Anxiety can be the worst feeling you experience. It’s helplessness, despair, fear, and defeat combined into a volatile package. I struggled with it for many years—most of the time responding to it by running away. It was always in the back of my mind and kept me from really being vulnerable and present. Truthfully, it kept me from living.
But one day, when escape wasn’t an option, I had to confront my anxiety. So, I stood there and started to look more closely at my opponent. Where were the cracks in the façade that I could penetrate in order to triumph? What I saw when I examined anxiety up close was a series of what-if questions. It was a wall made of cracks.
I realized every anxiety attack I ever faced was caused when a swarm of "what-if" questions pushed forward my insecurities and unmet needs. Which meant it was an obstacle I could easily destroy. I just had to find the right answers.
All those questions (and lots more) would leak out of my brain and create that dreaded sense of unconquerable, crippling tension and fear. So, that day, when I had no other choice, I turned the tables. I felt the wave of hopelessness, and then I consciously engaged my imagination by asking helpful what-if questions.
“What if I’m not good enough?" was met with "What if I’m perfectly OK right now?"
"What if I don’t have a purpose?" with "What if I make an enormous difference in many lives?"
"What if I can’t be happy?" was checked with "What if I’m loved unconditionally and infinitely valuable?"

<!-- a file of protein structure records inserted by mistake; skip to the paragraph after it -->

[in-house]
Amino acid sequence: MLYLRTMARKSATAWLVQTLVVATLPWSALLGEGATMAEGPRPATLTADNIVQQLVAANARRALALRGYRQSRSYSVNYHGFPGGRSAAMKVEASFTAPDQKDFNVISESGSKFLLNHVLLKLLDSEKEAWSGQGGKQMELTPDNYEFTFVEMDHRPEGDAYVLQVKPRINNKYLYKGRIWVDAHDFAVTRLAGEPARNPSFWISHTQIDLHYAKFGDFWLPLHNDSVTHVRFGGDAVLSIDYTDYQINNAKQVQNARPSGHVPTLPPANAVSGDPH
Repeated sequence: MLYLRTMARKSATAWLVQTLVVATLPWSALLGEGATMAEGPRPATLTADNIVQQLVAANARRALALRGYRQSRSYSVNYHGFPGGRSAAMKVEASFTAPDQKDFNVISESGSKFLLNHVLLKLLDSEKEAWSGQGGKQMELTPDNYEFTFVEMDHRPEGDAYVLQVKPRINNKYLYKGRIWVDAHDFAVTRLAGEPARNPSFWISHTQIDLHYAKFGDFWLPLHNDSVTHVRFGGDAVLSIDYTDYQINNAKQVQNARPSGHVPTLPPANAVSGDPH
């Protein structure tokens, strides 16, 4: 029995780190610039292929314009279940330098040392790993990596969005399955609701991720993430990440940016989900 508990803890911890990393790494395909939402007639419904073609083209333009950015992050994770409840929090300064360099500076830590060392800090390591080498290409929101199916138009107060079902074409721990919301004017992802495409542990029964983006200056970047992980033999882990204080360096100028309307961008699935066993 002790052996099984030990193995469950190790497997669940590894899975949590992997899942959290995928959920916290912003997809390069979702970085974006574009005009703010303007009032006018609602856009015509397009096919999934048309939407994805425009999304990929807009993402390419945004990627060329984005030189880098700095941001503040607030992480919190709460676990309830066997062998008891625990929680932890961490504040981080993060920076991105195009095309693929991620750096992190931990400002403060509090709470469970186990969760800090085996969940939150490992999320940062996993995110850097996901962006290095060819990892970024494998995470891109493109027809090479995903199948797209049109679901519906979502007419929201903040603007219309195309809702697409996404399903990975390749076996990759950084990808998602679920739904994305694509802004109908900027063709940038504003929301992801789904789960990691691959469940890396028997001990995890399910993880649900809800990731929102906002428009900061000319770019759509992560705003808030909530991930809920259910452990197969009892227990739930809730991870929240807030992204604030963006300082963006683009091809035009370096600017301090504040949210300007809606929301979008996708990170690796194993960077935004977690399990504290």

More what-if questions that helped me overcome anxiety include:
What if I relaxed and enjoyed myself? What if I allowed myself to be vulnerable and to look deeper into my feelings? What if I have unmet needs that are causing this feeling? What if I am strong and smart enough to handle these needs on my own?
When I emerged from the fog of anxiety, I knew I'd stumbled upon something useful. By engaging my imagination in a positive way, I guided my feelings back into my own control. I overcame anxiety. And I learned something I could share with others along the way.
Anxiety is imagination gone wild. It is our mind's way of calling attention to wants and needs we've been ignoring. The feeling is so overwhelming that our response is often to ignore it or try to mask it. But that inevitably makes it worse.
If we can find the courage to see anxiety as a cue to engage our better selves, we can respond positively and grow even stronger and more useful than we were by addressing it proactively and confidently.
So, next time you feel that wave of dread, breathe deeply and don't react immediately. Stand your ground and engage your imagination in a positive conversation using some of these helpful what-if questions. Use anxiety to look deeper into your needs and to strengthen yourself. You will prevail.